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One minute with… Valentina Sloane QC

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What’s keeping you busy at work?

Gambling, holidays, cars and cosmetics. That’s not a list of my internet browsing – they are all industries where I am currently involved in VAT litigation. The cases raise issues such as the test for fiscal neutrality and whether an entity is acting as agent or principal.

Has a recent tax case caught your eye?

The very recent decisions in FMX v HMRC [2020] UKSC 1 in the Supreme Court and Renesola v HMRC [2020] UKUT 60 (TCC) in the Upper Tribunal are both interesting on legal principles relating to customs and anti-dumping duties. Litigation on customs duties and anti-litigation duties has been creeping up in volume and profile in recent years and is likely to be a prominent feature of the post-Brexit legal landscape.

What attracted you to the tax bar?

Twenty years ago, I was brought into my first ever VAT case with Paul Lasok QC and Amanda Brown from KPMG. Christopher Vajda QC (subsequently the UK judge in Luxembourg) was leading the other side. We had a three-week trial, which combined demanding legal analysis, intensive teamwork, some fairly heated cross-examination exchanges and surprisingly passionate advocacy. The tribunal referred the case to Europe, where the court went off piste and determined the case on a completely different basis from the issues we had been arguing about for three weeks. That had me hooked, and I’ve enjoyed the intellectual challenges, advocacy opportunities and the odd curveball from the courts ever since.

If you could make one change to a tax law or practice, what would it be?

Our decrepit system of VAT is not fit for purpose in a world of international online sales. If I could wave a magic wand, I would have a global VAT law on taxation at the place of consumption, which would have to be accompanied by a simple administrative method of accounting for VAT in the appropriate jurisdiction. KrakVet Marek Batko (Case C-276/18) on distance selling is just one illustration of the complexities currently faced by online sellers in a system based on piecemeal changes, exemptions and rules which entail qualitative assessments. The effect of the advocate general’s proposal is that the place of supply of distance sales would depend upon whether the supplier, rather than the customer, ‘effectively’ takes the decision governing how those goods are to be dispatched or transported. That sort of qualitative assessment would be detrimental to legal certainty and lead to real difficulties both for economic operators and member states in trying to apply VAT. The forthcoming judgment from the CJEU will be an important test for how VAT law addresses legal certainty and will have widespread repercussions for online retailers.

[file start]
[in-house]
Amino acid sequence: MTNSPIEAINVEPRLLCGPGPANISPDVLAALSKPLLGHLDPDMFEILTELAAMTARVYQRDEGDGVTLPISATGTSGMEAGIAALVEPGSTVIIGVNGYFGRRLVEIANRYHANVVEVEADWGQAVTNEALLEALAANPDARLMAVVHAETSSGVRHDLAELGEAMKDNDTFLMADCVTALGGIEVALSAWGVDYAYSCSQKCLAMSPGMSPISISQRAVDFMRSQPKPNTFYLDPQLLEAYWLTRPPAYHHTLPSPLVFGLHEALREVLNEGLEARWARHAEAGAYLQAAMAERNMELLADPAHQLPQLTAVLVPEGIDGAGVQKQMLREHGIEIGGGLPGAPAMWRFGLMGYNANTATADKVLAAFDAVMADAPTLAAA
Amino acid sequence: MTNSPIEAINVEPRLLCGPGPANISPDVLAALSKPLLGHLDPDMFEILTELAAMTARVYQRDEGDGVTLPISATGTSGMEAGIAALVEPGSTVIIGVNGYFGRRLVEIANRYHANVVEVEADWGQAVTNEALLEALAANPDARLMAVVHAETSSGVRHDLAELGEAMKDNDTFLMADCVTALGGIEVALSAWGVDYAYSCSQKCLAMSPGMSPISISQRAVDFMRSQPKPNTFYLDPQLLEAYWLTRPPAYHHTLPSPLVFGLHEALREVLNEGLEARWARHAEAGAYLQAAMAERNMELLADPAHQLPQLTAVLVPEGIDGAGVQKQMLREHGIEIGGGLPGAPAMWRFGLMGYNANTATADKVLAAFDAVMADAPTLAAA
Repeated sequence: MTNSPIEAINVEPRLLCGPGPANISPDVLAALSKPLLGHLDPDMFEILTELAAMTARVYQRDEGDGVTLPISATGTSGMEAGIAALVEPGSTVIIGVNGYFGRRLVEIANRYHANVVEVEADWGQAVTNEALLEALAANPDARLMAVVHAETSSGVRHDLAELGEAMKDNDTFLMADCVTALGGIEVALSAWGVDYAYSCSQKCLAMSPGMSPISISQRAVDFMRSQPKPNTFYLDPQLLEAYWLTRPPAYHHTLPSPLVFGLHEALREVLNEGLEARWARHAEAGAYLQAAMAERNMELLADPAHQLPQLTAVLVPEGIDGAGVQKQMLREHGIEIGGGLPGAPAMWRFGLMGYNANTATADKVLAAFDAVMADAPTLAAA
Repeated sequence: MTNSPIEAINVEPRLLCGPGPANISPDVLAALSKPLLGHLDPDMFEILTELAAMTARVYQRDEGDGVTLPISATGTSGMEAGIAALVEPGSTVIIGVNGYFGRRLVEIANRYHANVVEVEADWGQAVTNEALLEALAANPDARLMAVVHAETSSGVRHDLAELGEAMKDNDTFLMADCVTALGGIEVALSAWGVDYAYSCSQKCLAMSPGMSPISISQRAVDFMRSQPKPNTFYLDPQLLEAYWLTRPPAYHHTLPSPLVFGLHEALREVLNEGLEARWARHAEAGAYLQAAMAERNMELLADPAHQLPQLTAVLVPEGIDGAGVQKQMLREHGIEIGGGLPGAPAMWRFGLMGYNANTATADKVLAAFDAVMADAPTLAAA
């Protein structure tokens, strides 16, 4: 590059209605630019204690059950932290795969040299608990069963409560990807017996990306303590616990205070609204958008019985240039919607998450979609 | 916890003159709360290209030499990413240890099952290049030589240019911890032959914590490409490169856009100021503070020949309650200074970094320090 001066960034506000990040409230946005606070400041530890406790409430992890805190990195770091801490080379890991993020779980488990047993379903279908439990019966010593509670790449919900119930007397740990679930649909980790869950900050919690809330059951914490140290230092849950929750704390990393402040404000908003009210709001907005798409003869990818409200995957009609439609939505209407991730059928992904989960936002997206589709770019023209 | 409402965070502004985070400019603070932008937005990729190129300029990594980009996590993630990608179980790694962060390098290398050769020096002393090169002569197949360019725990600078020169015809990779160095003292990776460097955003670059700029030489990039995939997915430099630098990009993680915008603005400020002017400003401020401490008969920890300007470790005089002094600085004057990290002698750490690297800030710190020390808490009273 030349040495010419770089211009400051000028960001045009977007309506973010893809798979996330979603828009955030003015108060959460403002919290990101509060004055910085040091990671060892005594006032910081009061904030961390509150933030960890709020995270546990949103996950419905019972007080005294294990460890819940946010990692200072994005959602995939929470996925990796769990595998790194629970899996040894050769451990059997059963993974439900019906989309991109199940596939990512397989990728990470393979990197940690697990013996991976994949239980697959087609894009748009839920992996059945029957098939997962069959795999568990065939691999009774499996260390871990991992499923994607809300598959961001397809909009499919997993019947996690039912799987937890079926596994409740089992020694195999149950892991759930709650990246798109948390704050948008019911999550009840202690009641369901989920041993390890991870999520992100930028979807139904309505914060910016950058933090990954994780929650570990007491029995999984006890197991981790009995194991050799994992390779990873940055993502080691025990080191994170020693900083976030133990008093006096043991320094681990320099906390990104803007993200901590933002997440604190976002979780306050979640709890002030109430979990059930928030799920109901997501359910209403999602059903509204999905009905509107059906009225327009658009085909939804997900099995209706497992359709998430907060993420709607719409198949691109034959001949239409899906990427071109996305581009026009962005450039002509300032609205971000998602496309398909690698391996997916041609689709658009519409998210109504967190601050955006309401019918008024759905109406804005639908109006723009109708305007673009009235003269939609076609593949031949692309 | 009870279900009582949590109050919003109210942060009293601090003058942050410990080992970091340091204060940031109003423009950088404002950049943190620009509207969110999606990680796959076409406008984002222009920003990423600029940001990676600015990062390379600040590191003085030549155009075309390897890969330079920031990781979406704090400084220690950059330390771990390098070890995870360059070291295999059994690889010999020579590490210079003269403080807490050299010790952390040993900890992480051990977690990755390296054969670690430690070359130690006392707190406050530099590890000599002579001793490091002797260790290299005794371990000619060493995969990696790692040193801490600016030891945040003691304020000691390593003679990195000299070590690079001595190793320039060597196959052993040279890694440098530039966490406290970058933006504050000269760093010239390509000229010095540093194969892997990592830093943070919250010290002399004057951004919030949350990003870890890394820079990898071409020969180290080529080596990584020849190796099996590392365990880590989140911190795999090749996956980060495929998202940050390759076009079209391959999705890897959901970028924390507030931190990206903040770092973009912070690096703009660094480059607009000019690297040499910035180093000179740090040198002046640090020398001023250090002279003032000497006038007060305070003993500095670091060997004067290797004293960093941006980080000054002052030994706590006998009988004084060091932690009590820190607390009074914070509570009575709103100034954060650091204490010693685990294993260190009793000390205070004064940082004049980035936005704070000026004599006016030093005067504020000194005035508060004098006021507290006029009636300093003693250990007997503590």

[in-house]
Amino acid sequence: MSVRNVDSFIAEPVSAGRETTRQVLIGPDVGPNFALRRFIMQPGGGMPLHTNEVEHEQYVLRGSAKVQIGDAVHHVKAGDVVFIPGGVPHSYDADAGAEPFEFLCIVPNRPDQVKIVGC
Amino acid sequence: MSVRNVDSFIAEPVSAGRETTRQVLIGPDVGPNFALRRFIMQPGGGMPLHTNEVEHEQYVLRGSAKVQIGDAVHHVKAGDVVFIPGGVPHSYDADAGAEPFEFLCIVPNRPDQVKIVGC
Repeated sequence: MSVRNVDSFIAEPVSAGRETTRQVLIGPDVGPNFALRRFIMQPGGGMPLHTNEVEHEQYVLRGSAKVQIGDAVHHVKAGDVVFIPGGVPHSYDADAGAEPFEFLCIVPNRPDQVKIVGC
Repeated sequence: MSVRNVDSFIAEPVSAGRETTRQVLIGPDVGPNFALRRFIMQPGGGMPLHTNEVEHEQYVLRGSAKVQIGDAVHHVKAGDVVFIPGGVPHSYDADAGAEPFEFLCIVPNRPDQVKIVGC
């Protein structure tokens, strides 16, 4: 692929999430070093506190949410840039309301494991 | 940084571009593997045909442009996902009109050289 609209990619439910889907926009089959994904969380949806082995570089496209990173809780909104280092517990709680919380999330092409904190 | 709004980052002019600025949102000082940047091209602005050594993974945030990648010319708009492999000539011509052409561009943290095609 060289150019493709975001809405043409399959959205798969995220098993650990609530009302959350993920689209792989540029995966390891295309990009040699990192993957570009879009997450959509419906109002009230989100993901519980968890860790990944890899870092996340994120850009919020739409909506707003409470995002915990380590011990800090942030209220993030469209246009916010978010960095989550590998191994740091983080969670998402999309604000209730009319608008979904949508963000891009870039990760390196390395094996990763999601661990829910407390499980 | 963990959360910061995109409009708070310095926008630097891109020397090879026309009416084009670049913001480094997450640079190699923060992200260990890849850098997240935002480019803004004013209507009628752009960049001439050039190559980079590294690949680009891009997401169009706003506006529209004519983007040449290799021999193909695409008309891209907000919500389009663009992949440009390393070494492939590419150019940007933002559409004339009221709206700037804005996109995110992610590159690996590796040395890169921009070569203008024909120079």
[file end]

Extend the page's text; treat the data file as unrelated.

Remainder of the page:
Looking back on your career to date, what advice would you give to others?

Tax law is not a soft option, but it is excellent for combining a demanding, intellectually challenging career with life outside work. Hearings are typically short and scheduled long in advance. Urgent applications are rare. I recommend a career in tax law for anyone looking for intellectual stimulation and a work/life balance. I have also benefited from inspiring role models who have shown how to excel in a tax career, in their differing styles and on their own terms: Dame Philippa Whipple, Melanie Hall QC and Nicola Shaw QC all immediately come to mind. Find people who inspire you, but don’t be afraid to practise on your own terms.

Are there any new rules that are causing a particular problem?

Just wait until the end of the year and there will be a raft of new legislation on VAT, customs duties and anti-dumping duties, which will cause uncertainty and problems as we give effect to the withdrawal from the EU.

You might not know this about me...

I appear in Three men and a little lady, a 1990s film with Ted Danson, Tom Selleck, Steve Guttenberg and Fiona Shaw. I acted a schoolgirl eating lunch in the convent dining room. The scene took ages to film and I had to eat cold, revolting fish pie in every take. Despite outward appearances, tax law is far more glamorous than the movies.

Issue: 1480
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